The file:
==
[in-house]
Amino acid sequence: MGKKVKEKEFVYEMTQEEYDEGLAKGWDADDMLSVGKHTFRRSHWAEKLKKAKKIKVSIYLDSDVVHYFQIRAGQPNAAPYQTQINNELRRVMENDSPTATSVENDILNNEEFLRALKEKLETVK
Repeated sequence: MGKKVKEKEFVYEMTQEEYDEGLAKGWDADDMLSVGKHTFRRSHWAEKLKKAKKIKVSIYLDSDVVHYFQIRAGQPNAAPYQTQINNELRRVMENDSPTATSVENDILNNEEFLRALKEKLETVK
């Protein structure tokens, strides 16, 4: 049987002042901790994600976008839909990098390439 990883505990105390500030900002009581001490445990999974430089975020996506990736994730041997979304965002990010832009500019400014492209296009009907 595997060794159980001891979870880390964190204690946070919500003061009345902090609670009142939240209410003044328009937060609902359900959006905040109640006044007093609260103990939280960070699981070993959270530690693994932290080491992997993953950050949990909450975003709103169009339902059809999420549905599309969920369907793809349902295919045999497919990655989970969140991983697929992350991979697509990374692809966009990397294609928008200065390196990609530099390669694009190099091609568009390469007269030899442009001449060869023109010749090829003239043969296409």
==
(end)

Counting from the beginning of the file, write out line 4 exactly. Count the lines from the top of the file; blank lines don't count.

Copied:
């Protein structure tokens, strides 16, 4: 049987002042901790994600976008839909990098390439 990883505990105390500030900002009581001490445990999974430089975020996506990736994730041997979304965002990010832009500019400014492209296009009907 595997060794159980001891979870880390964190204690946070919500003061009345902090609670009142939240209410003044328009937060609902359900959006905040109640006044007093609260103990939280960070699981070993959270530690693994932290080491992997993953950050949990909450975003709103169009339902059809999420549905599309969920369907793809349902295919045999497919990655989970969140991983697929992350991979697509990374692809966009990397294609928008200065390196990609530099390669694009190099091609568009390469007269030899442009001449060869023109010749090829003239043969296409």